Israeli PM Benjamin Netanyahu fails to form government weeks after latest election as his rival Benny Gantz is given chance to try himself
- Netanyahu handed his mandate back to President Reuven Rivlin on Monday
- He failed to secure a majority in last month's parliamentary election
- Netanyahu had sought a broad 'unity' government with his rival Benny Gantz
- Now Gantz will attempt to form a government though it appears unlikely
Israeli Prime Minster Benjamin Netanyahu today ended his efforts to form a government weeks after the latest election.
Netanyahu, who heads the right-wing Likud party, said on Monday he was returning the mandate back to Israel's president, Reuven Rivlin after 'working unceasingly ... to establish a broad unity government'.
Rivlin he will now hold consultations with the various political parties to tell them he intends to task Netanyahu's centrist rival Benny Gantz with the job of putting together a new government.
Israeli Prime Minister Benjamin Netanyahu attends the swearing in ceremony session of the 22nd Israeli parliament, in Jerusalem earlier this month
Netanyahu fell short of securing a 61-seat parliamentary majority in last month's national election.
But President Reuven Rivlin gave him the first opportunity to form a government because he had more support, 55 seats, than any other candidate.
Netanyahu had hoped to form a coalition with his chief rival, former military chief Gantz. But late today, Netanyahu announced he came up short.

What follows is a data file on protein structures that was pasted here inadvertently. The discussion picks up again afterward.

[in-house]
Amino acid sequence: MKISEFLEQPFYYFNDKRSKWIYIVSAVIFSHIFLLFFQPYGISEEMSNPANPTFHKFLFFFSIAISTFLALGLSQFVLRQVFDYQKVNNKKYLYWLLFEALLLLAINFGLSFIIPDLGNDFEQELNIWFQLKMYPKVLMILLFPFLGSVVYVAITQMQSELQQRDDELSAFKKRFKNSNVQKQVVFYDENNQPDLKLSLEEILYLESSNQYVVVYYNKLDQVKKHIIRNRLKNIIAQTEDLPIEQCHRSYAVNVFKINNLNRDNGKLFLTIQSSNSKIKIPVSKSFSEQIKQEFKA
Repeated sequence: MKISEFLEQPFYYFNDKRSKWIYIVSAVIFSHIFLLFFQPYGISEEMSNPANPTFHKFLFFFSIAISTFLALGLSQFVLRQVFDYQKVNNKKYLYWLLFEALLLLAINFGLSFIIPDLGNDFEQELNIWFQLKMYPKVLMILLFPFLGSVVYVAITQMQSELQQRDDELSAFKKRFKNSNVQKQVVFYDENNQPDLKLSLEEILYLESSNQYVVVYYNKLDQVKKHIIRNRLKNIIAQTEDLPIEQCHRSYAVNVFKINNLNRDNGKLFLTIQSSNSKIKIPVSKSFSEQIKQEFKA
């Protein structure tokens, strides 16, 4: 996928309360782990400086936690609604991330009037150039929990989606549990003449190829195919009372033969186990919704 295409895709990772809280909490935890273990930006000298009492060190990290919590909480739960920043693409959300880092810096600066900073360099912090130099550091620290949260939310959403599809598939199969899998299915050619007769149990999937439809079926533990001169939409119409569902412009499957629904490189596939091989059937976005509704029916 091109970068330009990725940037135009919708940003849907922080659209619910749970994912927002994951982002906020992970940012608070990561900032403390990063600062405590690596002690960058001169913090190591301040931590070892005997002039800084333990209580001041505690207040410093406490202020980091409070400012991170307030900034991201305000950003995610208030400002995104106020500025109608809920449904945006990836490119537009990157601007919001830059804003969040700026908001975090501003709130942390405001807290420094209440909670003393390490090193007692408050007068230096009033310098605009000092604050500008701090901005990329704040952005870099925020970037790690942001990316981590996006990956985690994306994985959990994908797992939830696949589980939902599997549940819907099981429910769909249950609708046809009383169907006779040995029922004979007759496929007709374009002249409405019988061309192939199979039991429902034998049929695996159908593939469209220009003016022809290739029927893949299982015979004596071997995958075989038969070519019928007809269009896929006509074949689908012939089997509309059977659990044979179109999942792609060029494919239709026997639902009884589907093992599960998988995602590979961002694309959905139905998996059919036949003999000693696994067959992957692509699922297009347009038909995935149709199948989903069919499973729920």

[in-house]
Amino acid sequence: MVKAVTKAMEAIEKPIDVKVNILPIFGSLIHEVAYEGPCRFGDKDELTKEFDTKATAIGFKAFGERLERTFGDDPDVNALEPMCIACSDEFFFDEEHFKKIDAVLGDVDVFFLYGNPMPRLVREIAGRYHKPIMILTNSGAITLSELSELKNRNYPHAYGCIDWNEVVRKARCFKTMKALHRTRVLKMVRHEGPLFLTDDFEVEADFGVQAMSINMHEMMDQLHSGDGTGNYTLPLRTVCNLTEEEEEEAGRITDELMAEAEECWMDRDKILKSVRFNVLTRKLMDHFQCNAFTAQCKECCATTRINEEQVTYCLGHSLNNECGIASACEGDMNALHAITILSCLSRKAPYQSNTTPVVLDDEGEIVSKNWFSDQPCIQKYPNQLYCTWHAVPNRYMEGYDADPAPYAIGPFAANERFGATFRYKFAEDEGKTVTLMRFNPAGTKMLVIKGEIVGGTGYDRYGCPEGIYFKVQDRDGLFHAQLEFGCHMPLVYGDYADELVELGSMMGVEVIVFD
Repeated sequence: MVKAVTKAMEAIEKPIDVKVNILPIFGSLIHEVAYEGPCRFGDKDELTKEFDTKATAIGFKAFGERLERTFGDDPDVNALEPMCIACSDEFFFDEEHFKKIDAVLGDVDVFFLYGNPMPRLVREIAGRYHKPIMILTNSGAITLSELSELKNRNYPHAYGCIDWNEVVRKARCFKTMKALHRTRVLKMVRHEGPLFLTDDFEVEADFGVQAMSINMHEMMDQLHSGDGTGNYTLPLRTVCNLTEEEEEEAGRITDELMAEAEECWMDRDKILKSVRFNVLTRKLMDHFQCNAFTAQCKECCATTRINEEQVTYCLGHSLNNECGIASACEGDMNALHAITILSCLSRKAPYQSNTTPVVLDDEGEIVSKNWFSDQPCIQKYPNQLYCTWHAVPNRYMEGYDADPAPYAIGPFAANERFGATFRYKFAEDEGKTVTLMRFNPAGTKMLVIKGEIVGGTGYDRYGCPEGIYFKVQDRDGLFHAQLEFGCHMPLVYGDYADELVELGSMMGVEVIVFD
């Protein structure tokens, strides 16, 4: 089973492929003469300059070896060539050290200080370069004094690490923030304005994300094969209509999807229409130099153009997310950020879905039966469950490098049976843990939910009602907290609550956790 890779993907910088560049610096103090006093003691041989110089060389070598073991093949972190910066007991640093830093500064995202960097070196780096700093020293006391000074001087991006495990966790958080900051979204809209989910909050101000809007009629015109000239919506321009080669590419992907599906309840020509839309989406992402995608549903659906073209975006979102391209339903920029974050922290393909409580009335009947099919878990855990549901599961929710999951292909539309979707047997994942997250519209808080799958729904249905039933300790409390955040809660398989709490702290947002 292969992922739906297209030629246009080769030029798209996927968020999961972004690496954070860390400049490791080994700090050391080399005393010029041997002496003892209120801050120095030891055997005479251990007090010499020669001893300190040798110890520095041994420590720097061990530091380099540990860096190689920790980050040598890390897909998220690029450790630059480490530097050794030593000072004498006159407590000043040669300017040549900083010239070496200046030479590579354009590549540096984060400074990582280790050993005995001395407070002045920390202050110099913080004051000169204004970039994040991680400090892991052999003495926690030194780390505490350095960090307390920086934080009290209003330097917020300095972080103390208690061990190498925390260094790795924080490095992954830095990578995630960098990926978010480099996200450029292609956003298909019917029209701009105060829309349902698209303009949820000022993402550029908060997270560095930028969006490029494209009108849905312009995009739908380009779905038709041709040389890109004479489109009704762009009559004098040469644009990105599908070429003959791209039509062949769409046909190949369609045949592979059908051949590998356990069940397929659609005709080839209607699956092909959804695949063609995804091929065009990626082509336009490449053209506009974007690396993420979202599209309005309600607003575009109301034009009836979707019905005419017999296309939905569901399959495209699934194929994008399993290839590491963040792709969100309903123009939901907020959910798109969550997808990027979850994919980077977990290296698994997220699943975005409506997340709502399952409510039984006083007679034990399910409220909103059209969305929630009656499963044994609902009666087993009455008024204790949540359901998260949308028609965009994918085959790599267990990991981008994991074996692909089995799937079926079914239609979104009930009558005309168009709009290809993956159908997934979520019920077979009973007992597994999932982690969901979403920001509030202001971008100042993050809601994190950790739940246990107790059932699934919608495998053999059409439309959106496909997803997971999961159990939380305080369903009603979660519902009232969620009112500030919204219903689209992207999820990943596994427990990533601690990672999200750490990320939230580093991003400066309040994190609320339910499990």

'Since I received the mandate, I have worked tirelessly both in public and behind the scenes to establish a broad, national unity government. That's what the people want,' Mr Netanyahu said in a statement.
'During the past few weeks, I made every effort to bring Benny Gantz to the negotiating table. Every effort to establish a broad national unity government, every effort to prevent another election,' he said. 'To my regret, time after time he declined. He simply refused.'
In a short statement, Mr Gantz's Blue and White party said: 'Now is the time of action.'
'Blue and White is determined to form the liberal unity government, led by Benny Gantz, that the people of Israel voted for a month ago,' it said.
Retired Israeli General Benny Gantz, Netanyahu's chief rival, will now have a chance to try to form a government (pictured: at the Jordan Valley site of Naharayim, also known as Baqura in Jordan, on October 18)
There is no guarantee that he will succeed. He has expressed willingness to form a partnership with Likud, but not if Mr Netanyahu continues to lead while he faces such serious legal problems. For the time being, Likud has remained behind its leader.
Without Likud, Mr Gantz will have a hard time securing a majority in parliament. The opposition to Mr Netanyahu includes a diverse group, ranging from Arab parties to the secular ultra-nationalist party Yisrael Beitenu, that are unlikely to sit together in partnership.
If Mr Gantz fails during his 28-day window, a majority of legislators could try to endorse a third candidate, something that has never happened before, and if that fails, the country would be forced into the unprecedented scenario of a third election in under a year.